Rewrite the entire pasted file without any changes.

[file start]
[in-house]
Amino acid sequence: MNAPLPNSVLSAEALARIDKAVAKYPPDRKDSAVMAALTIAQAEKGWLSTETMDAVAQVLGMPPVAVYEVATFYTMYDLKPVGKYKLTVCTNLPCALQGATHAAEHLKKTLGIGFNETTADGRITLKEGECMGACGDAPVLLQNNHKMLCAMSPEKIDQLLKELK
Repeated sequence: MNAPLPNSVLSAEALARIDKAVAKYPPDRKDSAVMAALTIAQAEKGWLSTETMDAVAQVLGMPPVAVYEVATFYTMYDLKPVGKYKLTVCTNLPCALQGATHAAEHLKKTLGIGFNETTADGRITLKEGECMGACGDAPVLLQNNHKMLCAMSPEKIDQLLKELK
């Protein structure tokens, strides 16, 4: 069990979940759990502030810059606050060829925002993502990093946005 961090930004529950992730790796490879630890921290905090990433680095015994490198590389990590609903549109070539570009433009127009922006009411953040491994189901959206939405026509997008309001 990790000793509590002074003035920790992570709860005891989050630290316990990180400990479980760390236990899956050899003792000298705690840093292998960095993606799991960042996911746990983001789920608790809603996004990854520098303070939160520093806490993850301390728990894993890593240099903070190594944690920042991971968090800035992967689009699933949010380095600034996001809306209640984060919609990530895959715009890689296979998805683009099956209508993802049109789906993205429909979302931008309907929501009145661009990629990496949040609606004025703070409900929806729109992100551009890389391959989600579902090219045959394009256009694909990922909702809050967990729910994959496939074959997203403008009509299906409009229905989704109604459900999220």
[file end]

[in-house]
Amino acid sequence: MNAPLPNSVLSAEALARIDKAVAKYPPDRKDSAVMAALTIAQAEKGWLSTETMDAVAQVLGMPPVAVYEVATFYTMYDLKPVGKYKLTVCTNLPCALQGATHAAEHLKKTLGIGFNETTADGRITLKEGECMGACGDAPVLLQNNHKMLCAMSPEKIDQLLKELK
Repeated sequence: MNAPLPNSVLSAEALARIDKAVAKYPPDRKDSAVMAALTIAQAEKGWLSTETMDAVAQVLGMPPVAVYEVATFYTMYDLKPVGKYKLTVCTNLPCALQGATHAAEHLKKTLGIGFNETTADGRITLKEGECMGACGDAPVLLQNNHKMLCAMSPEKIDQLLKELK
């Protein structure tokens, strides 16, 4: 069990979940759990502030810059606050060829925002993502990093946005 961090930004529950992730790796490879630890921290905090990433680095015994490198590389990590609903549109070539570009433009127009922006009411953040491994189901959206939405026509997008309001 990790000793509590002074003035920790992570709860005891989050630290316990990180400990479980760390236990899956050899003792000298705690840093292998960095993606799991960042996911746990983001789920608790809603996004990854520098303070939160520093806490993850301390728990894993890593240099903070190594944690920042991971968090800035992967689009699933949010380095600034996001809306209640984060919609990530895959715009890689296979998805683009099956209508993802049109789906993205429909979302931008309907929501009145661009990629990496949040609606004025703070409900929806729109992100551009890389391959989600579902090219045959394009256009694909990922909702809050967990729910994959496939074959997203403008009509299906409009229905989704109604459900999220």